Making the Mission: Planning and Ethnicity in San Francisco - Historical Studies of Urban America (Hardback)Ocean Howell (author)
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Publisher: The University of Chicago Press
Number of pages: 400
Weight: 703 g
Dimensions: 234 x 157 x 30 mm
"Howell reminds us what can be gained by zooming in on the map. Making the Mission is, in some ways, a classic neighborhood study, documenting change over time in one of San Francisco's most famous districts. But the book is less a study of the Mission itself and more an examination of its unusual influence over neighborhood (and even citywide) planning. . . . [Howell] succeeds in challenging urban historians to go back to the neighborhood."
-- "Pacific Historical Review"
"San Francisco's Mission district deserves this sophisticated and fascinating history. Howell offers a rare frame for seeing an entire city through the lens of a single neighborhood. Making the Mission remaps the dynamics of power, planning, center and periphery, for U.S. cities in the twentieth century."--William Issel "Alison Isenberg, author of Downtown America: A History of Place and the People Who Made It"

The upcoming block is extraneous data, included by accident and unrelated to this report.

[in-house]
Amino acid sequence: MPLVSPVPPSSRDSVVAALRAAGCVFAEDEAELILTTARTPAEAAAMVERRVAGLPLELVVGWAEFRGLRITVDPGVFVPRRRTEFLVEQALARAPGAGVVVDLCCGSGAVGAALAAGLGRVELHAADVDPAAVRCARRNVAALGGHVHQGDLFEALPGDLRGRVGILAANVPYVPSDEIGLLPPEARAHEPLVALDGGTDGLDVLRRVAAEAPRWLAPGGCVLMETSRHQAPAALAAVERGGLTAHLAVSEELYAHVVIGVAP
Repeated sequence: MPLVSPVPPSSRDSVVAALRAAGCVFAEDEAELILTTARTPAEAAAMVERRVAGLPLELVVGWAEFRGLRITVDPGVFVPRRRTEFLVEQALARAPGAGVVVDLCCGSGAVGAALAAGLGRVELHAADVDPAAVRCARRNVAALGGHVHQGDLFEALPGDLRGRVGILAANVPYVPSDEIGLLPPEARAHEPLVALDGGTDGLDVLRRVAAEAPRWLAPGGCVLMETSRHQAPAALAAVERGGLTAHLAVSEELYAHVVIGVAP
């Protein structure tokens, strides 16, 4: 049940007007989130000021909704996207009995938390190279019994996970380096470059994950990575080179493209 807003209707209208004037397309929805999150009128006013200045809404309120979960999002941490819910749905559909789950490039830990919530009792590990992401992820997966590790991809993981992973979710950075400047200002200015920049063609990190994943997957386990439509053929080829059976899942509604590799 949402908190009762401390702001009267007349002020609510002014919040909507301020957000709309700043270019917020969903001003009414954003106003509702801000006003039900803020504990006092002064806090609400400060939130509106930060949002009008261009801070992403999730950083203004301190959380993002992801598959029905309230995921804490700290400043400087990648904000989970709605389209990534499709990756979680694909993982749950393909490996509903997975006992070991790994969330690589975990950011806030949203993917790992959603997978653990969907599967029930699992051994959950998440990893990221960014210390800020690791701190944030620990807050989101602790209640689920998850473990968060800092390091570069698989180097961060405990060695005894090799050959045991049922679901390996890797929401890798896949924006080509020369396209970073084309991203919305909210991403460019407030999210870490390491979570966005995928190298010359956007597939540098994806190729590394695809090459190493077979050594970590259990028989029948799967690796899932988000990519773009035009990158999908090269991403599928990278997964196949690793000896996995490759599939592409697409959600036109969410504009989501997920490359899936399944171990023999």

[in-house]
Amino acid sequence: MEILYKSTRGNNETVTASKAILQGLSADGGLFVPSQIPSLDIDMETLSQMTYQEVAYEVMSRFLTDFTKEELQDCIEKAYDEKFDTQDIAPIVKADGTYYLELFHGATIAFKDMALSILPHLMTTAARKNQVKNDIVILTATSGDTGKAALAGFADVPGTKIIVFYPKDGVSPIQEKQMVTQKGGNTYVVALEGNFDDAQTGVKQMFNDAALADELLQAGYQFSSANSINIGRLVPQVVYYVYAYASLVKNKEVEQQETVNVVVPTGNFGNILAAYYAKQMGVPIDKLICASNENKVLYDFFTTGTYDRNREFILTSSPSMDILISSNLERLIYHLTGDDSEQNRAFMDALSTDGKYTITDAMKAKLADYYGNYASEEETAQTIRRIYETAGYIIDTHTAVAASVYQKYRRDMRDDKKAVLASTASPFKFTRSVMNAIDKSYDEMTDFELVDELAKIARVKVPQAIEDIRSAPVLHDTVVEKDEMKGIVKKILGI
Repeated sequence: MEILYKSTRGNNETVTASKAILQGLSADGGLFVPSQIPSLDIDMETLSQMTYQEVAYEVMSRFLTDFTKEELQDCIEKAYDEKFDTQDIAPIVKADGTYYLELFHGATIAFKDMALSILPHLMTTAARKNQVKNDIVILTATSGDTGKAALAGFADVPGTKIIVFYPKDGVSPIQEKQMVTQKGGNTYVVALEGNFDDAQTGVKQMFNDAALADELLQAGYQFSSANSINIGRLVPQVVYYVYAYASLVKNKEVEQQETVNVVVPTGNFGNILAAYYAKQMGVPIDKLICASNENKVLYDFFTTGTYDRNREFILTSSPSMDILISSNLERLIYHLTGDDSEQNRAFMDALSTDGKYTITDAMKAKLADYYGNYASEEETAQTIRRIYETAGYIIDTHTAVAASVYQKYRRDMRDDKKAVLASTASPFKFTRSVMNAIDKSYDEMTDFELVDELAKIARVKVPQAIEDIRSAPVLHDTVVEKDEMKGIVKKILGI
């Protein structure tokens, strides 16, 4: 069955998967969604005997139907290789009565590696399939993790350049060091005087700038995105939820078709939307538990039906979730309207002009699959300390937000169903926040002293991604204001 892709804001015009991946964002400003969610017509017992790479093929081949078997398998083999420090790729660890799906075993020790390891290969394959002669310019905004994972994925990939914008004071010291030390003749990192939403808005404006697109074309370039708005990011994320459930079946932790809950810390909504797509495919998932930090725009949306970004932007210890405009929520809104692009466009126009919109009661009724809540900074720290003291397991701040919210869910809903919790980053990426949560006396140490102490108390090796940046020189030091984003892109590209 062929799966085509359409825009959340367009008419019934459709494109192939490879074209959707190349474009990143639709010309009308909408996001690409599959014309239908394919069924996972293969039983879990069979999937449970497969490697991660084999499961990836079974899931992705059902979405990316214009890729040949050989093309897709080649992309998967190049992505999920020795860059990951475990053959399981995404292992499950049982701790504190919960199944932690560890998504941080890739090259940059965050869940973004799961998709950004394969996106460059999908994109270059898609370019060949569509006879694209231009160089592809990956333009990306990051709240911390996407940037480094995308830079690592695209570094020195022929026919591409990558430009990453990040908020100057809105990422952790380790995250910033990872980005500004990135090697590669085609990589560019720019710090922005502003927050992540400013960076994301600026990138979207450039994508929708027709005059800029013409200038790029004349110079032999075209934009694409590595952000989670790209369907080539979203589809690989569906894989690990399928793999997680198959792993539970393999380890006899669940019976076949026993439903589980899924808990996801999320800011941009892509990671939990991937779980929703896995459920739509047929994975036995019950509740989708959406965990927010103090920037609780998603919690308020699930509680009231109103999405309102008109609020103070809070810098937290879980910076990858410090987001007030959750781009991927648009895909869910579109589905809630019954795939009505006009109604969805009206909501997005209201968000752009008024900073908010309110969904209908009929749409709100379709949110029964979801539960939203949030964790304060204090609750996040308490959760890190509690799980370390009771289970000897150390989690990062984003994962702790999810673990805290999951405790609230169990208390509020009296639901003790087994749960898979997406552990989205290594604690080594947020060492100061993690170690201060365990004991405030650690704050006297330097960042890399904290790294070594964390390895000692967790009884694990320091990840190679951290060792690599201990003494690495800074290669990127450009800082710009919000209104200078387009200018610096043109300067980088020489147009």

"The book provides an important historical perspective on the exceptional ability of the Mission to meet externally directed development pressures with locally organized resistance. . .Planning historians will draw
valuable insights."--Christopher Agee "Planning Perspectives"
"Using the neighborhood-oriented approach that he champions, Howell has been able to approach the issues of local power, planning, class, and race with a contextual sensitivity that is often missing in more macro studies. This allows him to make important nuanced observations that will force readers to rethink how they approach their subsequent teaching and research. Making the Mission will challenge readers' assumptions about the complex relationships that shape neighborhoods, cities, and metropolitan areas; ethnic and racial relations; urban planning and governmental and citizen involvement in it; and the historical narratives that have come to dominate each of these."--Christopher Agee "Janice L. Reiff, University of California, Los Angeles"
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